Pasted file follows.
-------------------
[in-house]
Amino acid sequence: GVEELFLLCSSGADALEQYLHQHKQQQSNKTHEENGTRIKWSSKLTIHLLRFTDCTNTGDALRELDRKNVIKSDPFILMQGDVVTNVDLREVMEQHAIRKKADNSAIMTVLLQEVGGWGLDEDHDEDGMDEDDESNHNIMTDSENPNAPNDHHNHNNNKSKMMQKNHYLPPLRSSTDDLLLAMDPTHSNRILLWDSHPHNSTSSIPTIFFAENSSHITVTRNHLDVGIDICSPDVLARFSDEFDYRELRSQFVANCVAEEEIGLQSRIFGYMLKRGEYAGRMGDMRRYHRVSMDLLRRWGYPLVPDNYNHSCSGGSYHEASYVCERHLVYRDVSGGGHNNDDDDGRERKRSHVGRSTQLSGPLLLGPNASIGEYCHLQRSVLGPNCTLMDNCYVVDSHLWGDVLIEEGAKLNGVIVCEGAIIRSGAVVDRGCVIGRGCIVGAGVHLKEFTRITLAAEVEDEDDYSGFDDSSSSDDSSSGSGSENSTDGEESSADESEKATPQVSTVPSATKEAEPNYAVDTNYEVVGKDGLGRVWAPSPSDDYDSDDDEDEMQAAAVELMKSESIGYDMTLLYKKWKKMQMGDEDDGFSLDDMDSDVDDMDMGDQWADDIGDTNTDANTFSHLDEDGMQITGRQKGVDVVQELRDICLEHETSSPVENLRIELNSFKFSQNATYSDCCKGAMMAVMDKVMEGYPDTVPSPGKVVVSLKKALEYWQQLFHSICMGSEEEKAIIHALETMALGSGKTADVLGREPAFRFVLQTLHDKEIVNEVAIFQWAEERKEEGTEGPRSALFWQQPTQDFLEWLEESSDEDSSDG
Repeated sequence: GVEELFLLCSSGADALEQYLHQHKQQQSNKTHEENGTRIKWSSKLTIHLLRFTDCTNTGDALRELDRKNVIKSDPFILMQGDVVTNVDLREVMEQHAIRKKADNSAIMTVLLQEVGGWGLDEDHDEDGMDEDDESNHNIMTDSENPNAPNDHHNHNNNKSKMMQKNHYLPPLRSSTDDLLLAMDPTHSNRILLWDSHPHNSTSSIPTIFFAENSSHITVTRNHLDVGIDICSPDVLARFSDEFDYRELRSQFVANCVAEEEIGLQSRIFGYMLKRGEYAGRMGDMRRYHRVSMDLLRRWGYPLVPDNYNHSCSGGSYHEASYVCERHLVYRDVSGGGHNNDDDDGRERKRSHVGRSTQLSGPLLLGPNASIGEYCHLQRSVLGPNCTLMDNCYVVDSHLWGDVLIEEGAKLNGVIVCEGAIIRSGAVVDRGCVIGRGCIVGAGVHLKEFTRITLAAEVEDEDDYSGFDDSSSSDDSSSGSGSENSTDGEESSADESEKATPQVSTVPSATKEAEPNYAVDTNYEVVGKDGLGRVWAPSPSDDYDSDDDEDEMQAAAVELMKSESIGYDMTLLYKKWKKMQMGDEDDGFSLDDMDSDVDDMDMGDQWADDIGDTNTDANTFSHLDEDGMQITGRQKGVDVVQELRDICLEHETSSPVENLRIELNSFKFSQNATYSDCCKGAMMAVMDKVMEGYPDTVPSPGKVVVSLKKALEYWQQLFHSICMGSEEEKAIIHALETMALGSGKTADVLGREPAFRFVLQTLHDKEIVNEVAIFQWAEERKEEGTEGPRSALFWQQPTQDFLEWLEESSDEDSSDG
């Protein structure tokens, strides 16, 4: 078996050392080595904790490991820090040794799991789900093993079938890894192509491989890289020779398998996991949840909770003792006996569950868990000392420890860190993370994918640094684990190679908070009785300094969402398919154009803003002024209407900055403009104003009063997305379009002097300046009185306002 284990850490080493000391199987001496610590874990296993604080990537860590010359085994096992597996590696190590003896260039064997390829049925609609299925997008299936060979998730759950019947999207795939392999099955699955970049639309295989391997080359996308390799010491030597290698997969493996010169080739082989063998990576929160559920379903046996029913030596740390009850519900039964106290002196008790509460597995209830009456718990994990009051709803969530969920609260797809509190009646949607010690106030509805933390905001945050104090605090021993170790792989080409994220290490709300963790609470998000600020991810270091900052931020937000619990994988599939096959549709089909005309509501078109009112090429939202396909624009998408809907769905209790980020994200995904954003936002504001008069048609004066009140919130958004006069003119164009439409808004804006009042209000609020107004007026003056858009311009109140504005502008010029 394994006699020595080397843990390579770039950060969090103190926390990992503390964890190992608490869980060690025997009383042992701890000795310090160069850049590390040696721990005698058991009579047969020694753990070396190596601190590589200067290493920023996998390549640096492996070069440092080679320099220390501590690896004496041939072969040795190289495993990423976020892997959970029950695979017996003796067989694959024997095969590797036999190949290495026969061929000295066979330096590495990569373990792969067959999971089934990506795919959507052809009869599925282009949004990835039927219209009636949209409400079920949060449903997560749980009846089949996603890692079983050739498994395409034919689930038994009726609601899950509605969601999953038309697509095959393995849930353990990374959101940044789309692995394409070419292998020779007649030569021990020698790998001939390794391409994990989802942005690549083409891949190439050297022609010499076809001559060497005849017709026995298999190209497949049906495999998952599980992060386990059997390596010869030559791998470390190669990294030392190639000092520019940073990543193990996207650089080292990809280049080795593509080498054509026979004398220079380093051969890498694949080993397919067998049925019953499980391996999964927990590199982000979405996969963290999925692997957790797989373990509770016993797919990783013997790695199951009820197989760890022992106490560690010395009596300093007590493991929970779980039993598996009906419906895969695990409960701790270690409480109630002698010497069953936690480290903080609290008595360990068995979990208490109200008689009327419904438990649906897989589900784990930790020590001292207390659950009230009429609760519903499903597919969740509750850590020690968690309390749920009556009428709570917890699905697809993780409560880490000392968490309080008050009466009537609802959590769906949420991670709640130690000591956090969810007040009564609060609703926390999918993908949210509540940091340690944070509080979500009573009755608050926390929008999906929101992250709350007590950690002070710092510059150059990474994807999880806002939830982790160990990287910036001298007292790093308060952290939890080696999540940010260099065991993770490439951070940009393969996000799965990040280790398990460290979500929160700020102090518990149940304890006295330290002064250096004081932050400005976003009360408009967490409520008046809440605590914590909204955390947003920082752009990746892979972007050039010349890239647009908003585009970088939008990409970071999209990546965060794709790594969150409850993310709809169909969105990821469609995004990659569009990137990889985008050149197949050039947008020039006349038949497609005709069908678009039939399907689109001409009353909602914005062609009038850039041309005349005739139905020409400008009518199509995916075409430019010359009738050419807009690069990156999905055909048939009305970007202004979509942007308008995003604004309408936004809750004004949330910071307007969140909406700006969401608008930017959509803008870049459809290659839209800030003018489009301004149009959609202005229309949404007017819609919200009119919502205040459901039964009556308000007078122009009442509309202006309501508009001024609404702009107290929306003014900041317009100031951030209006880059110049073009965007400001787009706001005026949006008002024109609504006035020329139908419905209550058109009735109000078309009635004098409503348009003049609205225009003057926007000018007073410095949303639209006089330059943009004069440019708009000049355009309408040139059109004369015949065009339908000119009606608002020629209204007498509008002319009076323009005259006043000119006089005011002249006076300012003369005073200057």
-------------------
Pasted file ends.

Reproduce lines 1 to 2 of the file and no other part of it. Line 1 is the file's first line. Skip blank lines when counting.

[in-house]
Amino acid sequence: GVEELFLLCSSGADALEQYLHQHKQQQSNKTHEENGTRIKWSSKLTIHLLRFTDCTNTGDALRELDRKNVIKSDPFILMQGDVVTNVDLREVMEQHAIRKKADNSAIMTVLLQEVGGWGLDEDHDEDGMDEDDESNHNIMTDSENPNAPNDHHNHNNNKSKMMQKNHYLPPLRSSTDDLLLAMDPTHSNRILLWDSHPHNSTSSIPTIFFAENSSHITVTRNHLDVGIDICSPDVLARFSDEFDYRELRSQFVANCVAEEEIGLQSRIFGYMLKRGEYAGRMGDMRRYHRVSMDLLRRWGYPLVPDNYNHSCSGGSYHEASYVCERHLVYRDVSGGGHNNDDDDGRERKRSHVGRSTQLSGPLLLGPNASIGEYCHLQRSVLGPNCTLMDNCYVVDSHLWGDVLIEEGAKLNGVIVCEGAIIRSGAVVDRGCVIGRGCIVGAGVHLKEFTRITLAAEVEDEDDYSGFDDSSSSDDSSSGSGSENSTDGEESSADESEKATPQVSTVPSATKEAEPNYAVDTNYEVVGKDGLGRVWAPSPSDDYDSDDDEDEMQAAAVELMKSESIGYDMTLLYKKWKKMQMGDEDDGFSLDDMDSDVDDMDMGDQWADDIGDTNTDANTFSHLDEDGMQITGRQKGVDVVQELRDICLEHETSSPVENLRIELNSFKFSQNATYSDCCKGAMMAVMDKVMEGYPDTVPSPGKVVVSLKKALEYWQQLFHSICMGSEEEKAIIHALETMALGSGKTADVLGREPAFRFVLQTLHDKEIVNEVAIFQWAEERKEEGTEGPRSALFWQQPTQDFLEWLEESSDEDSSDG